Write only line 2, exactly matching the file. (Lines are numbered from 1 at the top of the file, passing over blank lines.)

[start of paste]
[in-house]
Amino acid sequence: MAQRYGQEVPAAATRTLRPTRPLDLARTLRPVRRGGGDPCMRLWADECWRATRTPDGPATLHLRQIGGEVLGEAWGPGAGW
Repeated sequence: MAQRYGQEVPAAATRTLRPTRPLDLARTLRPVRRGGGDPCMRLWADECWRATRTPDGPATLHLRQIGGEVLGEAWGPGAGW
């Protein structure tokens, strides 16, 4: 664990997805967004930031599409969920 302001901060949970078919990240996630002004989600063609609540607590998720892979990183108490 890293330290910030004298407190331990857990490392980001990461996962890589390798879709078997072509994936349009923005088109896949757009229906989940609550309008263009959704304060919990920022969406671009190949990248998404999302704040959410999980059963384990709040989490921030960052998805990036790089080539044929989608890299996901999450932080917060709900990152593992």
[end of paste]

Amino acid sequence: MAQRYGQEVPAAATRTLRPTRPLDLARTLRPVRRGGGDPCMRLWADECWRATRTPDGPATLHLRQIGGEVLGEAWGPGAGW